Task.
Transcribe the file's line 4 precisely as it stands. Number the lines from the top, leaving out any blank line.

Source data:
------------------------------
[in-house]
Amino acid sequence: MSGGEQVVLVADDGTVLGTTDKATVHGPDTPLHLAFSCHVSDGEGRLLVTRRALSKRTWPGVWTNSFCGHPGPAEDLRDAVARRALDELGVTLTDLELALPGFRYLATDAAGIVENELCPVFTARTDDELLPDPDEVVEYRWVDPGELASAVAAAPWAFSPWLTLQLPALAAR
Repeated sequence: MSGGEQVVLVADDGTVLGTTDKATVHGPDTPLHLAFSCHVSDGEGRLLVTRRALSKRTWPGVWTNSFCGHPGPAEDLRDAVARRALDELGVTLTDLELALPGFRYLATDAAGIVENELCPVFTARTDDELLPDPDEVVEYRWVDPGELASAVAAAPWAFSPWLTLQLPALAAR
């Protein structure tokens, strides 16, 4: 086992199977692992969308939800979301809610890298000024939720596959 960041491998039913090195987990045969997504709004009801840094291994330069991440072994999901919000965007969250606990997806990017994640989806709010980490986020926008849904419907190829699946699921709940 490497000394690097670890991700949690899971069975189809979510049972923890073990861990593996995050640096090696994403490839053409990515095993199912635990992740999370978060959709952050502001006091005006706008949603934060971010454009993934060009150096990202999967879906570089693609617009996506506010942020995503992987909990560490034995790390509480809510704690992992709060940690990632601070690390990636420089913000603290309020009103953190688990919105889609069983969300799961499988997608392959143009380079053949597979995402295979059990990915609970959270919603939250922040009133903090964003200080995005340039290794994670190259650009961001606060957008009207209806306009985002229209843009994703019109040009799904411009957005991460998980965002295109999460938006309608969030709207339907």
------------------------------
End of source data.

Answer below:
């Protein structure tokens, strides 16, 4: 086992199977692992969308939800979301809610890298000024939720596959 960041491998039913090195987990045969997504709004009801840094291994330069991440072994999901919000965007969250606990997806990017994640989806709010980490986020926008849904419907190829699946699921709940 490497000394690097670890991700949690899971069975189809979510049972923890073990861990593996995050640096090696994403490839053409990515095993199912635990992740999370978060959709952050502001006091005006706008949603934060971010454009993934060009150096990202999967879906570089693609617009996506506010942020995503992987909990560490034995790390509480809510704690992992709060940690990632601070690390990636420089913000603290309020009103953190688990919105889609069983969300799961499988997608392959143009380079053949597979995402295979059990990915609970959270919603939250922040009133903090964003200080995005340039290794994670190259650009961001606060957008009207209806306009985002229209843009994703019109040009799904411009957005991460998980965002295109999460938006309608969030709207339907």